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See Inside Scientific American Volume 310, Issue 4

How RNA Discoveries Are Radically Changing Gene Therapy and Other Medical Treatments

Long overlooked as a mere cellular housekeeper, RNA has emerged as a path to a new world of medical treatment

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Starting with the double-helical structure of DNA in 1953, the story of molecular biology has featured more characters than a Russian novel. Biologists have identified tens of thousands of molecules that direct and shape the organized chaos within the body's cells, and they have exploited those findings with thousands of drugs and treatments.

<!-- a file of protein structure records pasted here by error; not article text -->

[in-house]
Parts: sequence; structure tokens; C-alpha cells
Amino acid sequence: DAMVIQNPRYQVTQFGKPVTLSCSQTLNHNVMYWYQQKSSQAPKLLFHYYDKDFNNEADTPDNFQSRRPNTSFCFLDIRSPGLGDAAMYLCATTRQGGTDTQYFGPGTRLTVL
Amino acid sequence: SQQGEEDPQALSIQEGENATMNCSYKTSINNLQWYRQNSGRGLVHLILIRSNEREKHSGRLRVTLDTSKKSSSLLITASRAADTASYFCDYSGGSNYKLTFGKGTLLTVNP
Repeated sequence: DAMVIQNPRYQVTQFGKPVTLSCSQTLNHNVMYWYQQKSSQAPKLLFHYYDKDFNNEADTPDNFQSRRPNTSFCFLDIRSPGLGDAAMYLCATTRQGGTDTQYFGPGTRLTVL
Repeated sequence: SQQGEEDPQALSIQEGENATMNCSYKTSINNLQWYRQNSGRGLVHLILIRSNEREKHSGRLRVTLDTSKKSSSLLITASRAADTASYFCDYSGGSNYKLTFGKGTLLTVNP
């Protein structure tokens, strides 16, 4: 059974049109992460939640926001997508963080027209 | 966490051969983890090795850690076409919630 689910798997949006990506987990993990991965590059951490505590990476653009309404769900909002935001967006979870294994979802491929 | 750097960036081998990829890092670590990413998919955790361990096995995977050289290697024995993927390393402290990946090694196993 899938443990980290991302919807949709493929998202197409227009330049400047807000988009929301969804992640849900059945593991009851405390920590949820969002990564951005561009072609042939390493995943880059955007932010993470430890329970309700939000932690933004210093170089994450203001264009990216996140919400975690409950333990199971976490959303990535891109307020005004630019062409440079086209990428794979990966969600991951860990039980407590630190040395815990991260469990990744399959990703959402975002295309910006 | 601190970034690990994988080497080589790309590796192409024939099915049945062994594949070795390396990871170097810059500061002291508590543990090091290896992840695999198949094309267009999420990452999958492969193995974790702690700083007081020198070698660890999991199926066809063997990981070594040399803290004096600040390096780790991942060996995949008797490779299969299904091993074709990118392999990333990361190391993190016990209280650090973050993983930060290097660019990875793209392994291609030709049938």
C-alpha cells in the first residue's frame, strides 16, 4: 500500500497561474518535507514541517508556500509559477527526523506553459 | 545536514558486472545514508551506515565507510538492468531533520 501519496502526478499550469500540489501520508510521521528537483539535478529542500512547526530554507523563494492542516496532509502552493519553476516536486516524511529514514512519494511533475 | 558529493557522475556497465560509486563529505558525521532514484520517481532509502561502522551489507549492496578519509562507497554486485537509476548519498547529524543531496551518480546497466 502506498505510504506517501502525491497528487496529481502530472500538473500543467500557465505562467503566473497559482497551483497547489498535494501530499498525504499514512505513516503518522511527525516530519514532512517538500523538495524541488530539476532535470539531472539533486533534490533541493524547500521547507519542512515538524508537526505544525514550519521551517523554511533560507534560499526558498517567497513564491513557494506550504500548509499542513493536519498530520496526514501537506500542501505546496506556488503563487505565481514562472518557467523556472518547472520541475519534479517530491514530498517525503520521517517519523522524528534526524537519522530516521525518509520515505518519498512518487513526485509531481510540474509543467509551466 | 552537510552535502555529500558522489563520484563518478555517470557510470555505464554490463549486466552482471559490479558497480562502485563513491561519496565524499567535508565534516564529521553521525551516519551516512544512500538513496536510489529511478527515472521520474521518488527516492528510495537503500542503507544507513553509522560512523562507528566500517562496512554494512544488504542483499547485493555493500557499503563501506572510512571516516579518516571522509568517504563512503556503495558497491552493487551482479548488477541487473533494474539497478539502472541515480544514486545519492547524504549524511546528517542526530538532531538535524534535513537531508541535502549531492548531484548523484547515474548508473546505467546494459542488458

For decades the stars of the drama came from two camps: DNA, or deoxyribonucleic acid, which acts as a near permanent repository of genetic information, and proteins, which do the genes' handiwork. Protein discoveries have led to such medical advances as synthetic insulin, interferon and next-generation anticancer drugs. And gene therapy, using modified bits of DNA, has made headway against hemophilia, hereditary blindness and other previously intractable diseases.

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